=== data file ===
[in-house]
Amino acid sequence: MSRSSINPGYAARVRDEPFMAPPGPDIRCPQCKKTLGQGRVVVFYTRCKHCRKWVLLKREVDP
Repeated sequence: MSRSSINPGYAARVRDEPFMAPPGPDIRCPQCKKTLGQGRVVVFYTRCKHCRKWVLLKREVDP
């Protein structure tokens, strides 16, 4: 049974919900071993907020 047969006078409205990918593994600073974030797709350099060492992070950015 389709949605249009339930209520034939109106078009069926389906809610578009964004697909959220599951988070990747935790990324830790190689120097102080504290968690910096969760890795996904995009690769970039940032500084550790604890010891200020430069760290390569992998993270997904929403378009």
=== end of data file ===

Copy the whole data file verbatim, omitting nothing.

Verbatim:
[in-house]
Amino acid sequence: MSRSSINPGYAARVRDEPFMAPPGPDIRCPQCKKTLGQGRVVVFYTRCKHCRKWVLLKREVDP
Repeated sequence: MSRSSINPGYAARVRDEPFMAPPGPDIRCPQCKKTLGQGRVVVFYTRCKHCRKWVLLKREVDP
């Protein structure tokens, strides 16, 4: 049974919900071993907020 047969006078409205990918593994600073974030797709350099060492992070950015 389709949605249009339930209520034939109106078009069926389906809610578009964004697909959220599951988070990747935790990324830790190689120097102080504290968690910096969760890795996904995009690769970039940032500084550790604890010891200020430069760290390569992998993270997904929403378009």